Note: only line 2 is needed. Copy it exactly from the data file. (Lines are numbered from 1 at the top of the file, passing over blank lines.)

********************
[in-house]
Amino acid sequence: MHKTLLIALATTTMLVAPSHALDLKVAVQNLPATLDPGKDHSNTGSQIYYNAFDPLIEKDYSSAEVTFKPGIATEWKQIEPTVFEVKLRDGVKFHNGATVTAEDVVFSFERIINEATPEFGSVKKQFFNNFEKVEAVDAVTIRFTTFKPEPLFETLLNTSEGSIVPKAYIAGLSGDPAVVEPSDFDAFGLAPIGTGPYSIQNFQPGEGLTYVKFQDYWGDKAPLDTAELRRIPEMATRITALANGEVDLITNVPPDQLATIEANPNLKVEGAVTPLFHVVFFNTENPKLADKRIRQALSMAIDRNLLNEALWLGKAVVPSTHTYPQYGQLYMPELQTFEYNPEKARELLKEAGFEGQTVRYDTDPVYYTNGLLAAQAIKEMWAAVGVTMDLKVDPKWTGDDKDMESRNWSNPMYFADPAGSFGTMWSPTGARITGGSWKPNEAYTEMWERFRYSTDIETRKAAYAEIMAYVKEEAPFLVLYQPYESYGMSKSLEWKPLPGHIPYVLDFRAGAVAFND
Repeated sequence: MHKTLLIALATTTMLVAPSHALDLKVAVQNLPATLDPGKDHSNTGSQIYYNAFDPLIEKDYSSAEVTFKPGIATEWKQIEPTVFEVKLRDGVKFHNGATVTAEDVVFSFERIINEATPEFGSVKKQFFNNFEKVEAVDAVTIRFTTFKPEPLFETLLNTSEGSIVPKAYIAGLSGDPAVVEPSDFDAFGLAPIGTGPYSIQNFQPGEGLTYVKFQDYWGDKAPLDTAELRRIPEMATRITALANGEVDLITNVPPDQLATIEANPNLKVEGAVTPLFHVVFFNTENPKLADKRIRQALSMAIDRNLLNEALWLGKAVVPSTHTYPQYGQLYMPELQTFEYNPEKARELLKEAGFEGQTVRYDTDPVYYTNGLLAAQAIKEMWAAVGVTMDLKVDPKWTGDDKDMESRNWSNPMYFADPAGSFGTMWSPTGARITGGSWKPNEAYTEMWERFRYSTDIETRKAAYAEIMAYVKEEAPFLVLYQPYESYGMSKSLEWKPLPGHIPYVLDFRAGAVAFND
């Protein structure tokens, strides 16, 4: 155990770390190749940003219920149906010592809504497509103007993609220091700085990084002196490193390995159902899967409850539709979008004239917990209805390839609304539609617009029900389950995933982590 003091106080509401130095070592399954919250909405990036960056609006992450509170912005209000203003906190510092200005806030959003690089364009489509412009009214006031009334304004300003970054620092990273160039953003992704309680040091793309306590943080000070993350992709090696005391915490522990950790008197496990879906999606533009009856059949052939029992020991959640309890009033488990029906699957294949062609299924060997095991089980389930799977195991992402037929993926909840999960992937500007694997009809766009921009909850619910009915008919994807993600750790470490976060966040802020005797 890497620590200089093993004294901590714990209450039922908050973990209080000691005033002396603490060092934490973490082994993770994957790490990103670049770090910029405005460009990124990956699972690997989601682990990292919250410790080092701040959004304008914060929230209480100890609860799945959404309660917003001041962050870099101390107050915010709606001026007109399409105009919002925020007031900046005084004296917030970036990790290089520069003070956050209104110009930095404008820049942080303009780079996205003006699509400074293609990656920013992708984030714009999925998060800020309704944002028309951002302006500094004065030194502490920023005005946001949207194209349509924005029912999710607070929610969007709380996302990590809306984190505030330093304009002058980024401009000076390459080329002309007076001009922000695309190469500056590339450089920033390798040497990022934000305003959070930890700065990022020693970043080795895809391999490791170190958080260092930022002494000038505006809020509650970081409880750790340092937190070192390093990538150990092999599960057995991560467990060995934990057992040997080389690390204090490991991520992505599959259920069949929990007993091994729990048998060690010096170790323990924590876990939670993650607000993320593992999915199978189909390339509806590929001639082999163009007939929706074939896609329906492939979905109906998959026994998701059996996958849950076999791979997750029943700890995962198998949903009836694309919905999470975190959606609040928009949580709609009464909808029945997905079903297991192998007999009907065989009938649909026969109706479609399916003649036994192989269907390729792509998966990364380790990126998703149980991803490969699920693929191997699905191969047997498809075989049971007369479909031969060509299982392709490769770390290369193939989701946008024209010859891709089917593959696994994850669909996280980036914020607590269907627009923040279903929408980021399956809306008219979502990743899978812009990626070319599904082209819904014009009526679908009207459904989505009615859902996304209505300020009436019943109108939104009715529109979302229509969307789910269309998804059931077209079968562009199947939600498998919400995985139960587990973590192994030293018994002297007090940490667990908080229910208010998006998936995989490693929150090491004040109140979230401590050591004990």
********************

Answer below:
Amino acid sequence: MHKTLLIALATTTMLVAPSHALDLKVAVQNLPATLDPGKDHSNTGSQIYYNAFDPLIEKDYSSAEVTFKPGIATEWKQIEPTVFEVKLRDGVKFHNGATVTAEDVVFSFERIINEATPEFGSVKKQFFNNFEKVEAVDAVTIRFTTFKPEPLFETLLNTSEGSIVPKAYIAGLSGDPAVVEPSDFDAFGLAPIGTGPYSIQNFQPGEGLTYVKFQDYWGDKAPLDTAELRRIPEMATRITALANGEVDLITNVPPDQLATIEANPNLKVEGAVTPLFHVVFFNTENPKLADKRIRQALSMAIDRNLLNEALWLGKAVVPSTHTYPQYGQLYMPELQTFEYNPEKARELLKEAGFEGQTVRYDTDPVYYTNGLLAAQAIKEMWAAVGVTMDLKVDPKWTGDDKDMESRNWSNPMYFADPAGSFGTMWSPTGARITGGSWKPNEAYTEMWERFRYSTDIETRKAAYAEIMAYVKEEAPFLVLYQPYESYGMSKSLEWKPLPGHIPYVLDFRAGAVAFND